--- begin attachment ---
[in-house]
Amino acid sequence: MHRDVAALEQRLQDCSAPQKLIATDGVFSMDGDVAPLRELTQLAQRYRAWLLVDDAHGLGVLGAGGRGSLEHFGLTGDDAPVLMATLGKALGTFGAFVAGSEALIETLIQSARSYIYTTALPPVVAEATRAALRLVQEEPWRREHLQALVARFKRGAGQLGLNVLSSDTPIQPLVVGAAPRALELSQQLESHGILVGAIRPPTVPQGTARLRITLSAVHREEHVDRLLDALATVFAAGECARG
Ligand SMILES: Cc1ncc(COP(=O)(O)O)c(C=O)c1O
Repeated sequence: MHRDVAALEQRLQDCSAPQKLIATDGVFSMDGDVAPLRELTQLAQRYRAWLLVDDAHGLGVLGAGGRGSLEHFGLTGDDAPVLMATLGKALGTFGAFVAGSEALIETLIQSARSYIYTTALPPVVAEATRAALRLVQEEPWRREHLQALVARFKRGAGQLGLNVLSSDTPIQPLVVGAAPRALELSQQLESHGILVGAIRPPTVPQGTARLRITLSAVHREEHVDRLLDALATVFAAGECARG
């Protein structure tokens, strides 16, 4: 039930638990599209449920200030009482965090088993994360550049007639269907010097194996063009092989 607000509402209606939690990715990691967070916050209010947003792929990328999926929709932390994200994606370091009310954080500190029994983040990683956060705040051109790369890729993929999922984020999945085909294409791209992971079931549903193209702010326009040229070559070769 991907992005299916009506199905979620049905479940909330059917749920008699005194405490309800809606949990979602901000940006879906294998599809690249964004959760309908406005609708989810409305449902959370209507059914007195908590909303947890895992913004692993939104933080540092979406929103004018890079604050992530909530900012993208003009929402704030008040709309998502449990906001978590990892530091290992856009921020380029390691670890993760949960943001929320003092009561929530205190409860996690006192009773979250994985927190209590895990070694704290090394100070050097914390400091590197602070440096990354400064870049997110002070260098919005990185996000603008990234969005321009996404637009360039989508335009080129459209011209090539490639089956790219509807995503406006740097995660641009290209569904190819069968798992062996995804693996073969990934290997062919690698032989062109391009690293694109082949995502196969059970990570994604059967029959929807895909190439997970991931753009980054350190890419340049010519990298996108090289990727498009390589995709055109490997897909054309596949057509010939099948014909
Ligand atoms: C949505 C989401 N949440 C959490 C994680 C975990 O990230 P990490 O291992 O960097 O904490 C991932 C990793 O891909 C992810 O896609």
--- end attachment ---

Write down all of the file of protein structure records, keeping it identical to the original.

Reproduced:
[in-house]
Amino acid sequence: MHRDVAALEQRLQDCSAPQKLIATDGVFSMDGDVAPLRELTQLAQRYRAWLLVDDAHGLGVLGAGGRGSLEHFGLTGDDAPVLMATLGKALGTFGAFVAGSEALIETLIQSARSYIYTTALPPVVAEATRAALRLVQEEPWRREHLQALVARFKRGAGQLGLNVLSSDTPIQPLVVGAAPRALELSQQLESHGILVGAIRPPTVPQGTARLRITLSAVHREEHVDRLLDALATVFAAGECARG
Ligand SMILES: Cc1ncc(COP(=O)(O)O)c(C=O)c1O
Repeated sequence: MHRDVAALEQRLQDCSAPQKLIATDGVFSMDGDVAPLRELTQLAQRYRAWLLVDDAHGLGVLGAGGRGSLEHFGLTGDDAPVLMATLGKALGTFGAFVAGSEALIETLIQSARSYIYTTALPPVVAEATRAALRLVQEEPWRREHLQALVARFKRGAGQLGLNVLSSDTPIQPLVVGAAPRALELSQQLESHGILVGAIRPPTVPQGTARLRITLSAVHREEHVDRLLDALATVFAAGECARG
């Protein structure tokens, strides 16, 4: 039930638990599209449920200030009482965090088993994360550049007639269907010097194996063009092989 607000509402209606939690990715990691967070916050209010947003792929990328999926929709932390994200994606370091009310954080500190029994983040990683956060705040051109790369890729993929999922984020999945085909294409791209992971079931549903193209702010326009040229070559070769 991907992005299916009506199905979620049905479940909330059917749920008699005194405490309800809606949990979602901000940006879906294998599809690249964004959760309908406005609708989810409305449902959370209507059914007195908590909303947890895992913004692993939104933080540092979406929103004018890079604050992530909530900012993208003009929402704030008040709309998502449990906001978590990892530091290992856009921020380029390691670890993760949960943001929320003092009561929530205190409860996690006192009773979250994985927190209590895990070694704290090394100070050097914390400091590197602070440096990354400064870049997110002070260098919005990185996000603008990234969005321009996404637009360039989508335009080129459209011209090539490639089956790219509807995503406006740097995660641009290209569904190819069968798992062996995804693996073969990934290997062919690698032989062109391009690293694109082949995502196969059970990570994604059967029959929807895909190439997970991931753009980054350190890419340049010519990298996108090289990727498009390589995709055109490997897909054309596949057509010939099948014909
Ligand atoms: C949505 C989401 N949440 C959490 C994680 C975990 O990230 P990490 O291992 O960097 O904490 C991932 C990793 O891909 C992810 O896609």